Two Cup House // Financial Literacy Chronicles, No. 35

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woman reading book on bed leggings coffee

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Please welcome Claudia from Two Cup House as our guest for today’s Financial Literacy Chronicles interview here on Enwealthen.

Please tell me a little bit about yourself and your blog.

My name is Claudia and I’m a personal finance enthusiast seeking financial independence.  Our blog, TwoCupHouse.com, is about our journey out of debt and into financial independence.

The starting point of all achievement is DESIRE

We started out our personal finance journey in 2015 with over $204,000 in debt, which mushroomed into $240,000.  Today, we are 100% debt free, thanks to downsizing, cutting our spending, and side hustling.

Can you share your most impactful money memory from your childhood?

I remember that my parents struggled to manage their money and pay their bills, so payday was always a big deal for good and not-so-good reasons.  Payday meant that the kitchen would be full again, but it meant that some bills might not be paid.

As a kid, it was stressful and scary to watch.

What I learned from childhood was that money and work go hand in hand — if you need more, you have to work more.  Consequently, I’ve had multiple jobs and multiple side hustles at various points in adulthood largely due to fear and a lack of skill with managing money.

We all receive financial advice from people in our lives.  What’s the most interesting or useful financial advice you’ve received from your community?

I have Human Resources to thank for this!

I found my first full-time job not long after graduating from college.  Every new employee had to attend an orientation program and one of the sessions of the program was about the 403(b) plan that was available.  When I heard that my employer would give me “free money” in the form of matching contributions, I contributed what I needed in order to qualify for all the free money.

Great advice!

Since that moment in the orientation when I first learned about retirement accounts, I contributed to employer plans when they were available to me.

Today, I’m self-employed, so no company match, but I continue to contribute via a SEP-IRA.

I have several personal finance books I regularly give to friends and family.  What are your 3 favorite fundamental personal finance books you often gift to others?

While it might not be a personal finance book, The 4-Hour Workweek, was pivotal in challenging assumptions I had about working to make a living.  We’ve applied many of the principles in the book as we work toward creating a location-independent life.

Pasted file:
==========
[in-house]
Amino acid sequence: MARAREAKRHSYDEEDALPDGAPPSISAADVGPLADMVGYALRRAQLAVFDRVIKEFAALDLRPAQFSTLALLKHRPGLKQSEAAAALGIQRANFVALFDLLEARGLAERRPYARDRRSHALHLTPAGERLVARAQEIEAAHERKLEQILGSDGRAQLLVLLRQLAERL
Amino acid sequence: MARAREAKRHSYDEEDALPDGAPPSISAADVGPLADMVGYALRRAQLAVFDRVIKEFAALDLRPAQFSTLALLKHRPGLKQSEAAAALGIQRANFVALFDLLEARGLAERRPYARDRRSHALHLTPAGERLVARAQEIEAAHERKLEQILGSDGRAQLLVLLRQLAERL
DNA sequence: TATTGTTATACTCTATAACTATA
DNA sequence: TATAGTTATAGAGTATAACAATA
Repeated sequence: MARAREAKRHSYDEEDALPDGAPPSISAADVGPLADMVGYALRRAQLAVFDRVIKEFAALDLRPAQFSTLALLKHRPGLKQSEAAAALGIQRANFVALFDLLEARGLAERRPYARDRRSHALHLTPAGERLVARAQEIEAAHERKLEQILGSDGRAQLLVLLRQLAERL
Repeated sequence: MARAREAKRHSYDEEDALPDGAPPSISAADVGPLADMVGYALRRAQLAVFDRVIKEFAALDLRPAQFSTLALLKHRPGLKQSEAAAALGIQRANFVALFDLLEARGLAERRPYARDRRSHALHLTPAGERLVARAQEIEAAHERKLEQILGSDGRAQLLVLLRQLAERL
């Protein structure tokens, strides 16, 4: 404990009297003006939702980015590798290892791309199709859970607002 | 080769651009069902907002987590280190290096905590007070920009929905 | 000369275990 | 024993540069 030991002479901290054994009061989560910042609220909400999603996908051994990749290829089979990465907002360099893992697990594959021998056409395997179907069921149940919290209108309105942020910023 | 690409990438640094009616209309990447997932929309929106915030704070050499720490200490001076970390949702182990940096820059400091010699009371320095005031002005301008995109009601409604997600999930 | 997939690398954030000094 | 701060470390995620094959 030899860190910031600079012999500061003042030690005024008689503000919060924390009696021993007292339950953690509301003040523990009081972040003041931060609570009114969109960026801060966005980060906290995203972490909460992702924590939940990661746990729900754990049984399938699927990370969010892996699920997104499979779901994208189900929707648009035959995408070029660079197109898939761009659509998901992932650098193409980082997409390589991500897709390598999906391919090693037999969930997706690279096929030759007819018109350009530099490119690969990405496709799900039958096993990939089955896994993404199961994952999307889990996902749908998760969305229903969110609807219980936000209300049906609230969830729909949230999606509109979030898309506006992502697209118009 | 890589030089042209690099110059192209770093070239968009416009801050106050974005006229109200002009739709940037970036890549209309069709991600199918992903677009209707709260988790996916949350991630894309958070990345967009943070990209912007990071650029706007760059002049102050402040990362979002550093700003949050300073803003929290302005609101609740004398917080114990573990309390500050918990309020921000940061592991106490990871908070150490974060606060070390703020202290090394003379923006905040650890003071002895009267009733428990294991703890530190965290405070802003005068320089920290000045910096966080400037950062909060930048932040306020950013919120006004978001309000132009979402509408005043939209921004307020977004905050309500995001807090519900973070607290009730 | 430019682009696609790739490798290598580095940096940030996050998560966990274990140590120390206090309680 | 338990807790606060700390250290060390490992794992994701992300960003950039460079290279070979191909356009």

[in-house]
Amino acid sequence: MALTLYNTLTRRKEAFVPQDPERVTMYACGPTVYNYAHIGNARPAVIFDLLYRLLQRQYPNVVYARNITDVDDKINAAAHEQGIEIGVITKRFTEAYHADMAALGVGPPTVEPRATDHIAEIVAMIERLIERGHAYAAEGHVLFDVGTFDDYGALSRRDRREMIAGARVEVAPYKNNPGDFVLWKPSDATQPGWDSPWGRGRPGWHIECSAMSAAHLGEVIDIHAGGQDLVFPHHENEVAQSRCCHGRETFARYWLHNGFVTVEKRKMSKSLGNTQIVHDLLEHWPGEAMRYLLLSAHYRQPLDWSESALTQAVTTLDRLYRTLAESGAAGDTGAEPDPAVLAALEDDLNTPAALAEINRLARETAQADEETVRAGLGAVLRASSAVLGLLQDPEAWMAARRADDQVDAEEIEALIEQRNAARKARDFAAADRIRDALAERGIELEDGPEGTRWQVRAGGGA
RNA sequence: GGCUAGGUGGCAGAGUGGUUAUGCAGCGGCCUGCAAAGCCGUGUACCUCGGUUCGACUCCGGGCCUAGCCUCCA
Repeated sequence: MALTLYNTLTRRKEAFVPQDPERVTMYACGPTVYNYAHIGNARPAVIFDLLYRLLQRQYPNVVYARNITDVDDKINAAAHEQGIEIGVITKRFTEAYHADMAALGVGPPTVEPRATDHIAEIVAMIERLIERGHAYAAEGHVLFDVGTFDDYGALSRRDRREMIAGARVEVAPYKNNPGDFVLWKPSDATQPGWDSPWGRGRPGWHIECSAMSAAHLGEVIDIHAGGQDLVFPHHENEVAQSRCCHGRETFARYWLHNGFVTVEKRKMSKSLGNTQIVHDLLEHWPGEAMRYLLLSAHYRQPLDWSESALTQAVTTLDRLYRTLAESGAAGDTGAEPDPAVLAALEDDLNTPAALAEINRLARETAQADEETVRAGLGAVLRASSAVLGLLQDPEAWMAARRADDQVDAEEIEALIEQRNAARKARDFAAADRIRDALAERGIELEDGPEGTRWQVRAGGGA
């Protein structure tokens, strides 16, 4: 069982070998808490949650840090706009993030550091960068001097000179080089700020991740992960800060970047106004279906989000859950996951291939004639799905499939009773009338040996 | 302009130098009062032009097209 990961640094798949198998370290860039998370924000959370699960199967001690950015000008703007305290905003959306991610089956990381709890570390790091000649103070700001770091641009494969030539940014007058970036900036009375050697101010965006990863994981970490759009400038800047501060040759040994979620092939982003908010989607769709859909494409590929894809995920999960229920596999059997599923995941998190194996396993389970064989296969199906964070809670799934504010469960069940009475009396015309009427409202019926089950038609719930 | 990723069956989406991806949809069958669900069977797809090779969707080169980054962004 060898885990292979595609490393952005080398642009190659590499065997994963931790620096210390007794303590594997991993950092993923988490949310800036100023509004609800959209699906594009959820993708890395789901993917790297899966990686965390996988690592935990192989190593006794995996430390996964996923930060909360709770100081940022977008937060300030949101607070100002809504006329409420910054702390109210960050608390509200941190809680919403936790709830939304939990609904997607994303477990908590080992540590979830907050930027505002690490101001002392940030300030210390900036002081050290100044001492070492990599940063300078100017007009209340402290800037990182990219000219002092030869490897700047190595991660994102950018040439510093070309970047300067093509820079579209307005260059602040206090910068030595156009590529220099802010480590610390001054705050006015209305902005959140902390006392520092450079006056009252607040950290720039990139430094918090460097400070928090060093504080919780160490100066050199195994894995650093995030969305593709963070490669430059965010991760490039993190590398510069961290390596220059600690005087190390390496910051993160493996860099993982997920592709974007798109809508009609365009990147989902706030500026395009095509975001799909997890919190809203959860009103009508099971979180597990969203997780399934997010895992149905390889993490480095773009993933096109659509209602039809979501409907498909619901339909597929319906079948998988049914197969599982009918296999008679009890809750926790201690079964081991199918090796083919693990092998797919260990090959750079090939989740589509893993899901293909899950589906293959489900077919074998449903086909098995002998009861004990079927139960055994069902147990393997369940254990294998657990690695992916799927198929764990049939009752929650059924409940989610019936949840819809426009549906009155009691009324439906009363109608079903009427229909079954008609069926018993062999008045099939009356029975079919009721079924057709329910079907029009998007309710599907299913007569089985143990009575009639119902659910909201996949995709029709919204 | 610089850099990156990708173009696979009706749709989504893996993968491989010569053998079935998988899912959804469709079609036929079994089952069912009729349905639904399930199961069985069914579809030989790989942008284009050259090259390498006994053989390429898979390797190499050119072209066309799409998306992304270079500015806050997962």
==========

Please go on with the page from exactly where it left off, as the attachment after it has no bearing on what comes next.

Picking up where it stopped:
I don’t know if we’ve been living under a rock, but I had never heard of Rich Dad Poor Dad or Cashflow Quadrant until we started listening to the Bigger Pockets podcast.  Outside of investing in our tax-deferred accounts, we had nothing invested.

Reading these books led to major life changes, including the creation of our first business.

What financial literacy education did you receive in school?  If you had a magic wand, what would you change to improve that?

I don’t recall receiving any kind of education in personal finance, so I would say I was financially illiterate until 2015.  It would have been great to learn the basics of budgeting and investing using some real-world examples.

Money issues impact so many areas of our lives that I think a course in personal finance might be applicable through graduation!  Budgeting basics would be great no matter what age.  And as high school students approach graduation, more in-depth education would be ideal so that students are aware of the financial products that will be available and whether or not they are wise choices.

There are so many blogs on the internet, what are 3 of your favorite blogs that instill financial literacy, either by word or action?

Debt Free Guys is one of the first personal finance blogs we stumbled across.  We had $16,000 in credit card debt we needed to pay off ASAP and we found John and David’s tips to be incredibly helpful.

1500 Days was the first financial independence blog we discovered.  We didn’t know what financial independence was, but after reading Mr. 1500’s take on it, we were inspired to take massive action to make it happen in our own lives.

Debt Discipline is all about financial literacy.  Brian works hard, offline and online, to promote financial literacy, which I appreciate.  His blog posts were incredibly helpful in getting out of debt.

money and work go hand in hand — if you need more, you have to work more

I like to keep inspirational quotes around the house to remind me of what’s important.  Do you have a favorite money quote you use to inspire your financial life?

For us, this quote encompasses our financial journey.

“The starting point of all achievement is DESIRE.” — Napoleon Hill

We didn’t start learning about personal finance until we had a burning desire to do something different.  It was only after we realized what we wanted to do that we learned how to manage our money to help us get there.

Thanks for contributing to the Financial Literacy Chronicles here on Enwealthen, Claudia!

Claudia is a digital marketer and personal finance blogger at TwoCupHouse.com. Between downsizing our home and side hustling in digital marketing & SEO, Garrett and Claudia paid off 100% of our debt in just two years!  Follow us Facebook and Twitter as we pursue financial independence.

Readers, please share your thoughts on Claudia’s experiences, any additional questions you have, and suggestions for who else you’d like to see interviewed in the comments below.  And please do spread the financial literacy and share this with your friends on Facebook, Twitter, and Pinterest.  Thanks!

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